Dirt-it ain't pretty anymore

bubknzklee Posts: 15 ✭✭✭

Someone asked me a question yesterday, and it got me thinking. I live in the Midwest where every field is full of the corn/soybean rotation (This year is soybeans). Not far from me is an area called "the muck" where they grow vegetables like cabbage and peppers. Well. this past spring my husband and I were driving thru the muck and we noticed this beautiful black field. It was black and lush, the kind of soil you want to run your fingers thru. Then we got closer to our house and I couldn't help but notice just how ugly that dirt was (it wasn't even soil). It was hard, and dry, and pale, and brown, and ugly. Now I know people would argue that its not for food since 90% of our corn is feedlot corn. But still if you think about it, that is still food. That ugly ground is going to grow ugly corn, and be fed to animals that are going to produce what? A pretty side of beef. (Yes, I know it will be ugly just because cows aren't supposed to eat corn, but stay with me here. Lets think happy thoughts and say all that corn is going to pigs and chickens). The end result is still the same, you cannot get a beautiful, healthy, nutrient dense piece of meat if you raise its feed in ugly dirt.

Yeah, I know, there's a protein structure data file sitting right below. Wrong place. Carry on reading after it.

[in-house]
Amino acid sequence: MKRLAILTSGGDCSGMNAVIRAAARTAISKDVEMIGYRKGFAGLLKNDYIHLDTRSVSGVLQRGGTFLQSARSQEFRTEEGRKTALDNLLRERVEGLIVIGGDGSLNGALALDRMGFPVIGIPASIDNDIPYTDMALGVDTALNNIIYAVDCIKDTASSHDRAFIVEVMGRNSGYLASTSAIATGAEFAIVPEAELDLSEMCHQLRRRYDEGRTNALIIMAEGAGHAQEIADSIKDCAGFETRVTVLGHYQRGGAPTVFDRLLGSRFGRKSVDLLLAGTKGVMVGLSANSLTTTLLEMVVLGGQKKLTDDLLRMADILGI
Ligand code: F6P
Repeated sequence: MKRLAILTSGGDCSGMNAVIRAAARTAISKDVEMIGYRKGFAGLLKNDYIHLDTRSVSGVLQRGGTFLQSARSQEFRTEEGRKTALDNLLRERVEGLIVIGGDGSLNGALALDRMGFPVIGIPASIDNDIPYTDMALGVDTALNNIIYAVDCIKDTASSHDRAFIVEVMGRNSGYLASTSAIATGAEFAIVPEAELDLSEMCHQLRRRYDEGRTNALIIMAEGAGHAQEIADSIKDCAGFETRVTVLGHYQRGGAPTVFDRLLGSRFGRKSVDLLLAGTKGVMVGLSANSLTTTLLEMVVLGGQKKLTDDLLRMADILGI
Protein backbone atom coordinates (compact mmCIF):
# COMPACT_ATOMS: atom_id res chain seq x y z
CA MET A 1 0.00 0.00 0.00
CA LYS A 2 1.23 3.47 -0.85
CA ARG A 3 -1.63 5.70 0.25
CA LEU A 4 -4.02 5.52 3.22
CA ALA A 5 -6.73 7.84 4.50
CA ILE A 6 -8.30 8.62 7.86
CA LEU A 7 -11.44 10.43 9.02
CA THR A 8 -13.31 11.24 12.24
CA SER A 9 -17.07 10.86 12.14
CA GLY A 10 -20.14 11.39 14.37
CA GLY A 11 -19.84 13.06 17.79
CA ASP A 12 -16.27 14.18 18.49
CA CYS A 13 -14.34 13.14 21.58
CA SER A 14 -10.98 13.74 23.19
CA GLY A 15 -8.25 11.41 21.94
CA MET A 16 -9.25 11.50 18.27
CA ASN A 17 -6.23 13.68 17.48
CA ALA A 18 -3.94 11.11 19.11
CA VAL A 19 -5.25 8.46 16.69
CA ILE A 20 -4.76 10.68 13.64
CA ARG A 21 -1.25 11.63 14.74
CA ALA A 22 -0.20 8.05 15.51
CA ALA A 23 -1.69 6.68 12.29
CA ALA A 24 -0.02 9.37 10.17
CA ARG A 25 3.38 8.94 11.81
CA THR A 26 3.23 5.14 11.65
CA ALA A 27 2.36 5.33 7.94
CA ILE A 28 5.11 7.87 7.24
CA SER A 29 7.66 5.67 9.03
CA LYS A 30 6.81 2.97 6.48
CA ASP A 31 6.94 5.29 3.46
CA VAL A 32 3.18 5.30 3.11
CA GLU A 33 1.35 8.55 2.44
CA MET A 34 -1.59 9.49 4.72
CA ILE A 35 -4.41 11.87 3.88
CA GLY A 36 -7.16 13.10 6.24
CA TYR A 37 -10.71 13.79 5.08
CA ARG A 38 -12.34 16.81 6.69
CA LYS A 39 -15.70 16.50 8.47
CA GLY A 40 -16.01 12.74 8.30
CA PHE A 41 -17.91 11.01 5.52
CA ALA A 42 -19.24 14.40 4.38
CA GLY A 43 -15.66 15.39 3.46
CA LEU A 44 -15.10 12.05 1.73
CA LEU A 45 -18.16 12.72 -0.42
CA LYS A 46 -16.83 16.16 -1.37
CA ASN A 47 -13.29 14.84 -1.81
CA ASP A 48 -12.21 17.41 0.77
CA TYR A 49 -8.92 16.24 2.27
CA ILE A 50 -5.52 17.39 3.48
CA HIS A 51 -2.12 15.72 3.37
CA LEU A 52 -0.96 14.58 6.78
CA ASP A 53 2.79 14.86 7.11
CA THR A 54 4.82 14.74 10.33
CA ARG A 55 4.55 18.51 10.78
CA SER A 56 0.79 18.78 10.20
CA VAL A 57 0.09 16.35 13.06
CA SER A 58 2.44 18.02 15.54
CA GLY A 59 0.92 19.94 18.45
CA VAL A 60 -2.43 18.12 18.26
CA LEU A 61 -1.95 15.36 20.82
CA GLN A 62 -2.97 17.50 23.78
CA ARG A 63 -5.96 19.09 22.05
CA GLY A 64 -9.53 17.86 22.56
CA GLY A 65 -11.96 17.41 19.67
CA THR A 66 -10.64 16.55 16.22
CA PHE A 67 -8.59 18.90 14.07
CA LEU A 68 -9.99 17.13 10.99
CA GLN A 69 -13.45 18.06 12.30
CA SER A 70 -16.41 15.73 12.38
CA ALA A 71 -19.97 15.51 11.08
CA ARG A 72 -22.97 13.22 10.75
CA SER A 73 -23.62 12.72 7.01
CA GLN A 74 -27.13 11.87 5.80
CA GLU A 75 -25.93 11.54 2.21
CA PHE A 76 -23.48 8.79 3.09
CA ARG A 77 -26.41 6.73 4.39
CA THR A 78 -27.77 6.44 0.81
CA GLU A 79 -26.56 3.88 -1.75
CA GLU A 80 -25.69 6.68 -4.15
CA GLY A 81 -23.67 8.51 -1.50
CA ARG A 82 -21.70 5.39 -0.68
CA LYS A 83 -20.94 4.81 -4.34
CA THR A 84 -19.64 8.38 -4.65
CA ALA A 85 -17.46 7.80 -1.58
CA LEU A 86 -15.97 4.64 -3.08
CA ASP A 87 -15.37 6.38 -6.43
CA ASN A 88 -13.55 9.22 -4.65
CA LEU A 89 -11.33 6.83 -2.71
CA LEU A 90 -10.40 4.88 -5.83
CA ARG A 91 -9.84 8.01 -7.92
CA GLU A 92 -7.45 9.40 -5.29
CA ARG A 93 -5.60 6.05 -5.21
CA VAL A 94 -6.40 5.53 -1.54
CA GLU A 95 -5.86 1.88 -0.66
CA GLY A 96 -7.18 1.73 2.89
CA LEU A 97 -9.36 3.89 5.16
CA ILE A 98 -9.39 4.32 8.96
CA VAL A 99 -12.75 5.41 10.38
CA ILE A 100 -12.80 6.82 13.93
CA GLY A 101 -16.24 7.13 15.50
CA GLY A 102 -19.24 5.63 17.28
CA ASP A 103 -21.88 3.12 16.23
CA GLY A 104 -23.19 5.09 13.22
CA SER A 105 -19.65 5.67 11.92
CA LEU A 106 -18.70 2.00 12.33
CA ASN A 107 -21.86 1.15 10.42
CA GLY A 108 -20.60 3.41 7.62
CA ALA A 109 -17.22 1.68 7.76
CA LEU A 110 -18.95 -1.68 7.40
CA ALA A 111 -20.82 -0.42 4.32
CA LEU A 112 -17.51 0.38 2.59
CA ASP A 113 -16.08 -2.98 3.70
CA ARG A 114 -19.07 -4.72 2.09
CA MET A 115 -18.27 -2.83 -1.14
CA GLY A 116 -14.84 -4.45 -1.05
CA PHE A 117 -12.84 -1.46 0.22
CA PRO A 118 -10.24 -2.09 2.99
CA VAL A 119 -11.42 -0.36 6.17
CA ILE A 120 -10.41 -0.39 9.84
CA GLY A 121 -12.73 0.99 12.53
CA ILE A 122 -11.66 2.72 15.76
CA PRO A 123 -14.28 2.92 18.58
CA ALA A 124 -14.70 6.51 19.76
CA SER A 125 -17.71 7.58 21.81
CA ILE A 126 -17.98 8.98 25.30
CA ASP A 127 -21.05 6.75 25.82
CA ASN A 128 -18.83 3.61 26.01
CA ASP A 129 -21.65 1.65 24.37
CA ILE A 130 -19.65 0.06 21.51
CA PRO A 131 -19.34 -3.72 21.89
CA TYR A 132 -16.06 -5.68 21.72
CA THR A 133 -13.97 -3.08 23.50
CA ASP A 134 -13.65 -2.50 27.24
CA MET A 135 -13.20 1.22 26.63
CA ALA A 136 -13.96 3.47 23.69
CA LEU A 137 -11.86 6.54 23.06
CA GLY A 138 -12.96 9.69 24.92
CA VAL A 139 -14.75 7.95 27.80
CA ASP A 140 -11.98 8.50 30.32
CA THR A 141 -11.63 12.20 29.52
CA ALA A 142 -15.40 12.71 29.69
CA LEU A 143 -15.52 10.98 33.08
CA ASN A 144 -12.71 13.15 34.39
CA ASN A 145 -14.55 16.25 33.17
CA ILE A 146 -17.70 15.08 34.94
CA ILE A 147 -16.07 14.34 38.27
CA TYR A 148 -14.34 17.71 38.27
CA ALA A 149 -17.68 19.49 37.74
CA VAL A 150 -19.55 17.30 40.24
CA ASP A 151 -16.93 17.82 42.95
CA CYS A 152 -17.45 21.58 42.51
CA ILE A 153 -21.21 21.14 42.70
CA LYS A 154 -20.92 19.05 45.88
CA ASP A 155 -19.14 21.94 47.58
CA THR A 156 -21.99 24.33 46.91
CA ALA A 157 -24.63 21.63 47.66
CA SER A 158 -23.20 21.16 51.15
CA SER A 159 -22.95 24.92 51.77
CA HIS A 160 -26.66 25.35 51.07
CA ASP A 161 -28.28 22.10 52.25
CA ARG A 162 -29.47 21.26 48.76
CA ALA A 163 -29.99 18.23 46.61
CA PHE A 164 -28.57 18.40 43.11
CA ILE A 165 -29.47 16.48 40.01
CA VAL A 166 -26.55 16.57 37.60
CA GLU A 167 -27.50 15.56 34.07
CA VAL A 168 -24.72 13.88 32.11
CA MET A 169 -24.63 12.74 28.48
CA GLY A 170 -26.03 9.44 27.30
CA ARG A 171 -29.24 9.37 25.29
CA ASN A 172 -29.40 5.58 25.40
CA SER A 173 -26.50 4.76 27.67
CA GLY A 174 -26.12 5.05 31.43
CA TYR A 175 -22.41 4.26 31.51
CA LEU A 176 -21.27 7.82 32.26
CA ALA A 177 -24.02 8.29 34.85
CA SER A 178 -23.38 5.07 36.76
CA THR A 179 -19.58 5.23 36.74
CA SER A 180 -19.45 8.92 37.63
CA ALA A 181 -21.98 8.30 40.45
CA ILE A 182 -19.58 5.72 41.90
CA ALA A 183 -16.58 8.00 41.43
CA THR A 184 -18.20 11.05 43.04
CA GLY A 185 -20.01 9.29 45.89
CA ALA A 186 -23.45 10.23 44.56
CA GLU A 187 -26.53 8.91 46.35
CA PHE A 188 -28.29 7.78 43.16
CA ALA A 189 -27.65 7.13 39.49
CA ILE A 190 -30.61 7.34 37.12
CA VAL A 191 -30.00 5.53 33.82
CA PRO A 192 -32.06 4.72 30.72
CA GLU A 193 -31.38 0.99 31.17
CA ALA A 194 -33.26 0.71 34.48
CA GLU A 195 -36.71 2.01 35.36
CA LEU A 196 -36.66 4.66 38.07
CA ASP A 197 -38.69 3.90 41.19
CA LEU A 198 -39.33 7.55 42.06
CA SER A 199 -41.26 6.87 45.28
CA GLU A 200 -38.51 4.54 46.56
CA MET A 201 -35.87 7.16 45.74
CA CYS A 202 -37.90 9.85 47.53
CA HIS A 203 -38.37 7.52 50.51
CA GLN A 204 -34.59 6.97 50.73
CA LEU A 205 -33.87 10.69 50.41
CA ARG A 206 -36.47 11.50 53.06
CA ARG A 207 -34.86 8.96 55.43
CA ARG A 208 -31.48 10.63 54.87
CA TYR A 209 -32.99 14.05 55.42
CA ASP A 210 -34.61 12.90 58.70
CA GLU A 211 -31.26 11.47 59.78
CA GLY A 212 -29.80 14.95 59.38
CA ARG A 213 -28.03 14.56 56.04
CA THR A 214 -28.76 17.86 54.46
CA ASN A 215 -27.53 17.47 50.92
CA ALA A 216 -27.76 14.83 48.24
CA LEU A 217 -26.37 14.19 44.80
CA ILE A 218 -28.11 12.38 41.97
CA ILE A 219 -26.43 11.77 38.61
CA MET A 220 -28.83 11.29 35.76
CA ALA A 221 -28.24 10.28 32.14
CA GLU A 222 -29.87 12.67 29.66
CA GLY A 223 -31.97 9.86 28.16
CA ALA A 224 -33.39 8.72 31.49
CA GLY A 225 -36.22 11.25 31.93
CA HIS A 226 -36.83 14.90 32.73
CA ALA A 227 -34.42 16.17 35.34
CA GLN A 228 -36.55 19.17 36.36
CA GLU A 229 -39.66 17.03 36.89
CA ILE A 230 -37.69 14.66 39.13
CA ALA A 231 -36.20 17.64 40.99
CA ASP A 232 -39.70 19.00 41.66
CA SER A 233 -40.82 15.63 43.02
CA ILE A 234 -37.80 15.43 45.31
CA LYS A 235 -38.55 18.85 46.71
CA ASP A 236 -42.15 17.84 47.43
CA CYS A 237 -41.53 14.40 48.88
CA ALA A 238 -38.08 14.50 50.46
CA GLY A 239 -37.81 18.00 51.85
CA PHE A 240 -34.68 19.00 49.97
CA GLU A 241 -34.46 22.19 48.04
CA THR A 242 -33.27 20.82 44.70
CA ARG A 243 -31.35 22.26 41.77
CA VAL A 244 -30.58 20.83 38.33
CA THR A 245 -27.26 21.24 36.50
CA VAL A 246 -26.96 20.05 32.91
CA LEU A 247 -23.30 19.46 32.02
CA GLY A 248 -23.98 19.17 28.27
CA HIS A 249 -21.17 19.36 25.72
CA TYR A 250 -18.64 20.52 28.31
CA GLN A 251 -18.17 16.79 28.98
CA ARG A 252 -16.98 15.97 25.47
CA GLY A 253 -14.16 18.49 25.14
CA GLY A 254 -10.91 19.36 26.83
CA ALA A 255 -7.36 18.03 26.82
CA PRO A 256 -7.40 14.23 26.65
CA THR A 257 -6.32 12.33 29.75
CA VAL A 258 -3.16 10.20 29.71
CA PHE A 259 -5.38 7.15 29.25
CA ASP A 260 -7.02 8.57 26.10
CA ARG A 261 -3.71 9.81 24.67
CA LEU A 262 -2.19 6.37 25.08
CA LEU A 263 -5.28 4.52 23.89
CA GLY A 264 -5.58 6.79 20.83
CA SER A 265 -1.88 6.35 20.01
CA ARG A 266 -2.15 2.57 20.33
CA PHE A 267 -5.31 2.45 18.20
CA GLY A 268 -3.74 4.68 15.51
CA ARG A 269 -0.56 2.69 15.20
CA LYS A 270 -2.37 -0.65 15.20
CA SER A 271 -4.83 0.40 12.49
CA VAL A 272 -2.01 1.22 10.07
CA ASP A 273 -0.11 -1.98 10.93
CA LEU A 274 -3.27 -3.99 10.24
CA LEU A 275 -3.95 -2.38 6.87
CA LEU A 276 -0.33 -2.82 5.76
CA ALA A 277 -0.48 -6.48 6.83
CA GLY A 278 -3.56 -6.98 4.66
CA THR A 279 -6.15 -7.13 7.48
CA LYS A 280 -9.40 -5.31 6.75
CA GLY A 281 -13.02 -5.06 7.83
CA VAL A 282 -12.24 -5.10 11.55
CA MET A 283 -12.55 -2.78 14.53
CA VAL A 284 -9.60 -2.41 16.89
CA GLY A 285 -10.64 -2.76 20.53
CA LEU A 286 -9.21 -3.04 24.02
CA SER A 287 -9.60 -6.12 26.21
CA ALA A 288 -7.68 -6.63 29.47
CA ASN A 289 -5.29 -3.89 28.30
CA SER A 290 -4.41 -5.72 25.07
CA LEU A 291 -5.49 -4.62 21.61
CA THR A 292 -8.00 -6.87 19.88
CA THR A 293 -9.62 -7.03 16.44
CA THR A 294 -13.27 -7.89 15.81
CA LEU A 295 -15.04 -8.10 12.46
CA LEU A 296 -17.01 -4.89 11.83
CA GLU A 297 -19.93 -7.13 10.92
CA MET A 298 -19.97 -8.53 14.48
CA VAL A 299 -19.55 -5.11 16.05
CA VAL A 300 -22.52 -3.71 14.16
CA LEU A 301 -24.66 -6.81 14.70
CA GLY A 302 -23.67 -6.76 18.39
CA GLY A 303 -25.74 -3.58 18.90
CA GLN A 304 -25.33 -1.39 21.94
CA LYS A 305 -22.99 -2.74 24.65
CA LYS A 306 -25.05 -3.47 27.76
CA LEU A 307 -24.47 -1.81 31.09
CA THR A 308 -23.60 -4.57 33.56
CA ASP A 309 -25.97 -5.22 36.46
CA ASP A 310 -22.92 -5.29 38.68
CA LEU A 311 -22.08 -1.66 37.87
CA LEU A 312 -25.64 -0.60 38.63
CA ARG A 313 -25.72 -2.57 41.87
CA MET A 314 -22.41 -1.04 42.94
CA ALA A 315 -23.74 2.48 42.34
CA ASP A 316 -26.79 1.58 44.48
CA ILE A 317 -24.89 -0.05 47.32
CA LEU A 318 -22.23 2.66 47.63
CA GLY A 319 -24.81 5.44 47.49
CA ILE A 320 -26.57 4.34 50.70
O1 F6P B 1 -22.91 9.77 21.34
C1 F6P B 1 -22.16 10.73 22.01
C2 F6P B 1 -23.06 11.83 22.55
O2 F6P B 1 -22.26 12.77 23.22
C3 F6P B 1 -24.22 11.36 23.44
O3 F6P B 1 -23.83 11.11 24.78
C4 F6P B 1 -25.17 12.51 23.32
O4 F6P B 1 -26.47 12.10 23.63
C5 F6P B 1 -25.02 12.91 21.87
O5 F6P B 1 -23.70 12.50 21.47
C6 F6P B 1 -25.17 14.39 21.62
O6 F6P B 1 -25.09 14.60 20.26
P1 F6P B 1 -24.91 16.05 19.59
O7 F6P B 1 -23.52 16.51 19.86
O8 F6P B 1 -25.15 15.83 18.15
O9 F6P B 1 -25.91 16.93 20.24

• greyfurball
    greyfurball Posts: 591 ✭✭✭✭

    @bubknzklee, yes you have just realized the downside of our current food system in this country.

    I love hearing people always say they don't need organics because they always wash their produce. But what about all the beef, chicken, pork, eggs, seafood, peanut butter, jelly, boxed and frozen foods they eat. This can go on forever.